Mitochondria are highly dynamic organelles that continuously fuse and divide in highly regulated manners. These activities control number, distribution, and morphology of mitochondria in the cell, and therefore play important roles for diverse mitochondrial functions such as energy production, metabolism, intracellular signaling, and apoptosis. Several neurodegenerative diseases are found to be defective in mitochondrial dynamics, illustrating the importance of these processes for human health. Recent studies have identified key components required for mitochondrial fusion and division, including three dynamin related GTPases, mitofusin (Fzo1p in yeast) and OPA1 (Mgm1p in yeast) for fusion, and Drp1 (Dnm1p in yeast) for division. This chapter describes the phenomena of mitochondrial fusion and mitochondrial division, both of which involve GTPases in a significant role. Finally, it suggests that mitochondria exhibit antagonistic activities of membrane fusion and division, and a balance between these two activities is a key mechanism in the regulation of mitochondrial structure and function. Several components involved in these dynamic processes have been identified. A complete understanding of mechanisms underlying mitochondrial dynamics as well as their physiological roles in different tissues where unique mitochondrial morphologies are taken awaits further studies.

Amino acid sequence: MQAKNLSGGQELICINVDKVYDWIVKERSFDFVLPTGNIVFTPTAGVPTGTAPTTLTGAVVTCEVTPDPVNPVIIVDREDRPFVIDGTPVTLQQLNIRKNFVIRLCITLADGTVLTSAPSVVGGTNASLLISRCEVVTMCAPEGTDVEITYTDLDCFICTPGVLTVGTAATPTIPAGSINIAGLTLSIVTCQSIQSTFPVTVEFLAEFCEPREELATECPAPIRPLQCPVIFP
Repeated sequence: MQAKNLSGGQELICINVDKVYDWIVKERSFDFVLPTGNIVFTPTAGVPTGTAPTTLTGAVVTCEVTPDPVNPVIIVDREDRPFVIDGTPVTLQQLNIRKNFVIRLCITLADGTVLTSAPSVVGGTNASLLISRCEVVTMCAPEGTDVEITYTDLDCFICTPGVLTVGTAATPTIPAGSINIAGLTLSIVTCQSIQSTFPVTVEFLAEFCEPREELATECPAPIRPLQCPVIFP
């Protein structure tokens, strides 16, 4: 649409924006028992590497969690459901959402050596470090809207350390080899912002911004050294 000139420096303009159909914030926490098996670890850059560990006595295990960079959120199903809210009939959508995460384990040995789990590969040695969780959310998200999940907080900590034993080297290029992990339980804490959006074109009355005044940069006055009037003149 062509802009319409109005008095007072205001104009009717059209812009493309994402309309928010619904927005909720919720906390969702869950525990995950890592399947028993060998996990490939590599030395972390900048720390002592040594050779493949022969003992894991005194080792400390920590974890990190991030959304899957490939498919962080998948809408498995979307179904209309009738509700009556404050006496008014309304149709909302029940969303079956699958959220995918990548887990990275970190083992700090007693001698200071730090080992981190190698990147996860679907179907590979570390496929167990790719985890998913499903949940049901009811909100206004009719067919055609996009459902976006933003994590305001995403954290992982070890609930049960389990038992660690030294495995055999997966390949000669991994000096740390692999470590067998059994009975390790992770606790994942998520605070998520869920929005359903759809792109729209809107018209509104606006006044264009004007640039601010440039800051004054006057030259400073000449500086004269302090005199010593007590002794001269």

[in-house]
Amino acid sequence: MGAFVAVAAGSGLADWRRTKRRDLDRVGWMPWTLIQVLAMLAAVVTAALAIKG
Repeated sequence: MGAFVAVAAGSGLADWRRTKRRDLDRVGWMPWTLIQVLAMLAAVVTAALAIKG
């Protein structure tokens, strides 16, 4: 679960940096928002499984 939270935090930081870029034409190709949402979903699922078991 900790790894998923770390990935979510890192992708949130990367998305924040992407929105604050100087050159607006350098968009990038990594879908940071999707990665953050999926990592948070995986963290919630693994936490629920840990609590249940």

|Original language||English (US)|
|Title of host publication||Handbook of Cell Signaling, Second Edition|
|Number of pages||5|
|State||Published - Jan 1 2009|
ASJC Scopus subject areas
- Biochemistry, Genetics and Molecular Biology(all)